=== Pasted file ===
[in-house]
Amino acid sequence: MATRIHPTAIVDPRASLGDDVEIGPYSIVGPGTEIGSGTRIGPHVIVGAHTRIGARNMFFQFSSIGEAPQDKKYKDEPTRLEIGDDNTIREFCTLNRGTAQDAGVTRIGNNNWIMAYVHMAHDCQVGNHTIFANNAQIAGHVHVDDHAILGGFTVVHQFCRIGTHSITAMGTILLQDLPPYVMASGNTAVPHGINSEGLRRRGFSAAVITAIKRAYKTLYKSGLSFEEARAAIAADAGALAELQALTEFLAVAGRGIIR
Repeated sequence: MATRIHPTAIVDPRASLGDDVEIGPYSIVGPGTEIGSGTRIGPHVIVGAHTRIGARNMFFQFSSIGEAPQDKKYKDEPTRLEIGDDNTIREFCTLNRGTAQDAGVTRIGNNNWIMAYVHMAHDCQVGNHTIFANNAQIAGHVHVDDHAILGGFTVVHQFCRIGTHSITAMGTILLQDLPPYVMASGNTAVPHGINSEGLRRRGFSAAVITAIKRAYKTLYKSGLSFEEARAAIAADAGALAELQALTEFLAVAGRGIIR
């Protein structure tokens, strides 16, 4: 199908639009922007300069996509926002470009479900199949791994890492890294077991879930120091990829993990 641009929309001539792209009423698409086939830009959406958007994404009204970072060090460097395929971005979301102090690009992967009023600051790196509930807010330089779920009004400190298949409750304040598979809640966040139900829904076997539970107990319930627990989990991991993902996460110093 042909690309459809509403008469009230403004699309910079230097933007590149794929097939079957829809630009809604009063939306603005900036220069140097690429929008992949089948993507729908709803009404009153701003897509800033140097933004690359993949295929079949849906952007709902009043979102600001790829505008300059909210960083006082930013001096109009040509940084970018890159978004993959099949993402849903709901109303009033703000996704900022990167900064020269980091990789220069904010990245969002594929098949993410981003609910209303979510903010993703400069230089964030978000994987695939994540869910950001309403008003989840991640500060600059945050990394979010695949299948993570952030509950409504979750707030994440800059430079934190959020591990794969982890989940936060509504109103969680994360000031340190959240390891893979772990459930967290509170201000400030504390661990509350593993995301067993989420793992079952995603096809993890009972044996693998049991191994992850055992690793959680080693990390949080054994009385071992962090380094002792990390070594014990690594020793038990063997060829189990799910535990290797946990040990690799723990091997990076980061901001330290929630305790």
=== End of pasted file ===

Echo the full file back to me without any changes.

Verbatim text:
[in-house]
Amino acid sequence: MATRIHPTAIVDPRASLGDDVEIGPYSIVGPGTEIGSGTRIGPHVIVGAHTRIGARNMFFQFSSIGEAPQDKKYKDEPTRLEIGDDNTIREFCTLNRGTAQDAGVTRIGNNNWIMAYVHMAHDCQVGNHTIFANNAQIAGHVHVDDHAILGGFTVVHQFCRIGTHSITAMGTILLQDLPPYVMASGNTAVPHGINSEGLRRRGFSAAVITAIKRAYKTLYKSGLSFEEARAAIAADAGALAELQALTEFLAVAGRGIIR
Repeated sequence: MATRIHPTAIVDPRASLGDDVEIGPYSIVGPGTEIGSGTRIGPHVIVGAHTRIGARNMFFQFSSIGEAPQDKKYKDEPTRLEIGDDNTIREFCTLNRGTAQDAGVTRIGNNNWIMAYVHMAHDCQVGNHTIFANNAQIAGHVHVDDHAILGGFTVVHQFCRIGTHSITAMGTILLQDLPPYVMASGNTAVPHGINSEGLRRRGFSAAVITAIKRAYKTLYKSGLSFEEARAAIAADAGALAELQALTEFLAVAGRGIIR
């Protein structure tokens, strides 16, 4: 199908639009922007300069996509926002470009479900199949791994890492890294077991879930120091990829993990 641009929309001539792209009423698409086939830009959406958007994404009204970072060090460097395929971005979301102090690009992967009023600051790196509930807010330089779920009004400190298949409750304040598979809640966040139900829904076997539970107990319930627990989990991991993902996460110093 042909690309459809509403008469009230403004699309910079230097933007590149794929097939079957829809630009809604009063939306603005900036220069140097690429929008992949089948993507729908709803009404009153701003897509800033140097933004690359993949295929079949849906952007709902009043979102600001790829505008300059909210960083006082930013001096109009040509940084970018890159978004993959099949993402849903709901109303009033703000996704900022990167900064020269980091990789220069904010990245969002594929098949993410981003609910209303979510903010993703400069230089964030978000994987695939994540869910950001309403008003989840991640500060600059945050990394979010695949299948993570952030509950409504979750707030994440800059430079934190959020591990794969982890989940936060509504109103969680994360000031340190959240390891893979772990459930967290509170201000400030504390661990509350593993995301067993989420793992079952995603096809993890009972044996693998049991191994992850055992690793959680080693990390949080054994009385071992962090380094002792990390070594014990690594020793038990063997060829189990799910535990290797946990040990690799723990091997990076980061901001330290929630305790």